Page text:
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May 26, 2018

SGR route across Nairobi National park illegal, say four lobbies

A lioness walks down from a directional signage at Nairobi's National Park in Kenya's capital Nairobi, July 12, 2014. Picture taken July 12, 2014 /REUTERS
A lioness walks down from a directional signage at Nairobi's National Park in Kenya's capital Nairobi, July 12, 2014. Picture taken July 12, 2014 /REUTERS

Four environment lobbies have urged President Uhuru Kenyatta to cancel the launch of phase two of the standard gauge railway, which cuts into the Nairobi National Park.

They are the Africa Network for Animal Welfare, Nairobi Greenline Project, Centre for Climate Change Awareness and East African Wildlife Society. The launch is scheduled for September 26 though an environment impact assessment has not been conducted.

The lobbies say the launch is premature and could even be illegal.

The government’s preferred Naivasha route tears through the middle of the park for six kilometres, dividing it into two portions.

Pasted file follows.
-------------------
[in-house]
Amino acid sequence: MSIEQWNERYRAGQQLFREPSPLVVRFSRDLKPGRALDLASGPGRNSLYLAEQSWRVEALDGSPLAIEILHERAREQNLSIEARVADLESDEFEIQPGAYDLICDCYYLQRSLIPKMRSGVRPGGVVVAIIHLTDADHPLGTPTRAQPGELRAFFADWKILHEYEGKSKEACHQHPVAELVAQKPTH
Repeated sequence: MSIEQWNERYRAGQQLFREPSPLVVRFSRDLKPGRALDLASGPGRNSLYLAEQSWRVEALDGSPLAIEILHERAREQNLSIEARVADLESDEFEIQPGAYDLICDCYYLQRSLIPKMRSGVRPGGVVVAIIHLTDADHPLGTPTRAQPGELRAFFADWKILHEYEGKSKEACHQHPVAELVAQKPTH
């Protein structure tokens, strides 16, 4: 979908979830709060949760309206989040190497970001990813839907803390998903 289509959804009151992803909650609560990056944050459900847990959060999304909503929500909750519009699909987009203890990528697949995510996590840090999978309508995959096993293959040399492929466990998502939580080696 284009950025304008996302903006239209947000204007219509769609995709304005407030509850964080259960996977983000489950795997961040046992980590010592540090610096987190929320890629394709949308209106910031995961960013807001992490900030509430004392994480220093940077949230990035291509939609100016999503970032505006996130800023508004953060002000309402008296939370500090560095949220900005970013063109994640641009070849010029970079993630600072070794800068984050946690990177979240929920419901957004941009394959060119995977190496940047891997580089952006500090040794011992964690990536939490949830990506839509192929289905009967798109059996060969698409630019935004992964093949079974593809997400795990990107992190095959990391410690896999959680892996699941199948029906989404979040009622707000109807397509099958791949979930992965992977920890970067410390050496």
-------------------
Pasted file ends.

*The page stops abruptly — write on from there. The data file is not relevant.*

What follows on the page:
“The launch is premature. The president should hold on and listen to the views of others, not just those of government officials,” Nairobi Greenline Project coordinator Wanja Kimani said yesterday. Conservation groups say the route will suffocate the park and erode gains Uhuru made when he torched ivory in April.

Transport PS Irungu Nyakera said the government had considered seven routes but settled on the park rout because it is the second-cheapest option.

The longest route, which avoids the park, costs Sh10 billion more.

“Who has valued the park and seen it has less value? We get more value from the park. Economic gains, even through tourism, are inestimable. This park will generate money for generations to come. Once you allow development in the Nairobi National Park, it will be gone forever and the development will be irreversible,” Africa Network for Animal Welfare chief Josphat Ngonyo said. He said the construction would contravene the Wildlife Management Act and the Environment Management and Co-ordination (Amendment) Act.

Centre for Climate Change Awareness director Stephen Ndegwa said an environmental impact assessment must be done, even if the railway will pass through the park.

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